Friday, February 19, 2021

Adrastus and the Seven against Thebes

Adrastus was a king of Argos, and leader of the Seven against Thebes. He was said to be the founder of the Nemean Games, had hero cults at Sicyon, Megara, and Colonus, and was depicted in works of art from as early as the 6th century BCE.  Adrastus is mentioned as early as Homer's Iliad,  figures prominently in the poetry of Pindar, and is a main character in Euripides' The Suppliants.

From the lyric poets Bacchylides and Pindar we first hear that Adrastus was the son of Talaus, who according to Apollonius of Rhodes was an Argonaut.  Adrastus was the owner of the fabulously fast horse Arion, who was the offspring of Poseidon and Demeter when they mated in horse form. Adrastus was given Arion by Heracles, and the horse saved Adrastus' life during the war of the Seven against Thebes, when all the other champions of the expedition were killed.

The war of the Seven against Thebes resulted from a quarrel between Oedipus' sons Polynices and Eteocles over the kingship of Thebes, which left Eteocles on the throne, and Polynices in exile. One night, Polynices arrived at Adrastus' palace seeking shelter. He found a place to sleep, but soon after Tydeus, the exiled son of the Calydonian king Oeneus, also arrived seeking shelter, and the two began to fight over the same space. When Adrastus discovered Polynices and Tydeus fighting like wild beasts (or in later accounts when he saw that Polynices wore the hide of a lion and that Tydeus wore the hide of a boar, or that they had those animals on their shields), he remembered an oracle of Apollo that said he should marry his daughters to a lion and a boar. So Adrastus gave his daughters, Argia to Polynices, and Deipyle to Tydeus, and promised to restore them to their kingdoms, beginning with Polynices.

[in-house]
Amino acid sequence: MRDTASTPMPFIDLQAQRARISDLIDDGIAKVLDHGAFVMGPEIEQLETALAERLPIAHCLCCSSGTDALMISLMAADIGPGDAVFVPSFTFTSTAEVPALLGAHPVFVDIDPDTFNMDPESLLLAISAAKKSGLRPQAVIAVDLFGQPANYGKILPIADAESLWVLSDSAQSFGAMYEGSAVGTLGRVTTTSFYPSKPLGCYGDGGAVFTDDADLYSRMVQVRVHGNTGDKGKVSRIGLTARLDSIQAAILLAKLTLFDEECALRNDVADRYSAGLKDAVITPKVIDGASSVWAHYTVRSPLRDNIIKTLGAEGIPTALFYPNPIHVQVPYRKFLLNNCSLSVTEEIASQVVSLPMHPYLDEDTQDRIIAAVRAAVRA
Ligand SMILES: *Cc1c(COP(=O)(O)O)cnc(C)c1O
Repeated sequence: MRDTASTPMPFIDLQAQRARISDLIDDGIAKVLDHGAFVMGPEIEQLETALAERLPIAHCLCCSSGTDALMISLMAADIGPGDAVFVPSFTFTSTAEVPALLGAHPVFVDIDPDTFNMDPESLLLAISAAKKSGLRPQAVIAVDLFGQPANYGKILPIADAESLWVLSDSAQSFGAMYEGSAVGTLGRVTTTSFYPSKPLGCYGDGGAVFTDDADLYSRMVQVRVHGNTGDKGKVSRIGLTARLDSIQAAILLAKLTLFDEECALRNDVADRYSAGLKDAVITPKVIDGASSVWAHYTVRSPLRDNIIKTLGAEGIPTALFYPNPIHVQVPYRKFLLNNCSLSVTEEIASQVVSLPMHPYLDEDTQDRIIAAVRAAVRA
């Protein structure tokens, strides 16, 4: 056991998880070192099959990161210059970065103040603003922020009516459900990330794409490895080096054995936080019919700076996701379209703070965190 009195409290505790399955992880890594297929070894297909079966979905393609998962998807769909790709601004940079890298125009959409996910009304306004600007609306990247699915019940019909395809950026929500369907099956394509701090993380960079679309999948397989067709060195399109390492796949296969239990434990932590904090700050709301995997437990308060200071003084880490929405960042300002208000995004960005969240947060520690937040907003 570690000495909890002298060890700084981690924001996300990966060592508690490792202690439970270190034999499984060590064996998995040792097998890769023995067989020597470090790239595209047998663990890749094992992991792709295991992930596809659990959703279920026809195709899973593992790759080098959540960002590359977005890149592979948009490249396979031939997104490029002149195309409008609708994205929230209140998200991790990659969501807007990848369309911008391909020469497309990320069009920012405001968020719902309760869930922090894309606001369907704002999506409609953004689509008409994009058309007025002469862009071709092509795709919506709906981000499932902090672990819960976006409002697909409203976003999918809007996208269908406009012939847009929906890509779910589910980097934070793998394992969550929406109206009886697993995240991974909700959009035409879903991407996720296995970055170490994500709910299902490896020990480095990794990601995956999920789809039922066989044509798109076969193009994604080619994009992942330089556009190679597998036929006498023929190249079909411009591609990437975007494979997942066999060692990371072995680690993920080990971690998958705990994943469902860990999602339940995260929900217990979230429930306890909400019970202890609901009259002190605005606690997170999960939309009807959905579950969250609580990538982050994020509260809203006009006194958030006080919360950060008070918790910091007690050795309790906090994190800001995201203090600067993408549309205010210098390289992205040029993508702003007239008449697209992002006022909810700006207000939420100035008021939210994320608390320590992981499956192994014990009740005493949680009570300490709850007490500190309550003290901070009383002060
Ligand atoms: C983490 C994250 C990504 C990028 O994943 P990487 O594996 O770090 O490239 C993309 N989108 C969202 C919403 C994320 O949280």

Adrastus proceeded to assemble a large Argive army to attack Thebes, appointing seven champions to be its leaders. These became known as the Seven against Thebes. As foretold by a seer, the expedition ended in disaster at Thebes. All of the champions perished, except for Adrastus who was saved by the speed of his divine horse Arion. Creon, who with the death of Eteocles became the new ruler of Thebes, forbade the burial of the expeditions' dead. Athenian tradition held that Theseus, the king and founder-hero of Athens, assisted Adrastus in recovering the bodies of his fallen comrades.

Ten years after the failed expedition against Thebes, to avenge their father's deaths, the sons of the fallen Seven, who were called the Epigoni ("Afterborn"), marched again on Thebes. Adrastus accompanied them on this second Theban expedition, called the war of the Epigoni. This time (according to Pindar) the omens foretold success for the expedition, but death for Adrastus' son Aegialeus. According to Hyginus, as Adrastus was the only one of the Seven to survive the first expedition, his son Aegialeus was the only one of the Epigoni to die in the second. According to Pausanias, the Megarians said that Adrastus, leading the Argive army home after taking Thebes, died at Megara of old age and grief for the death of his son.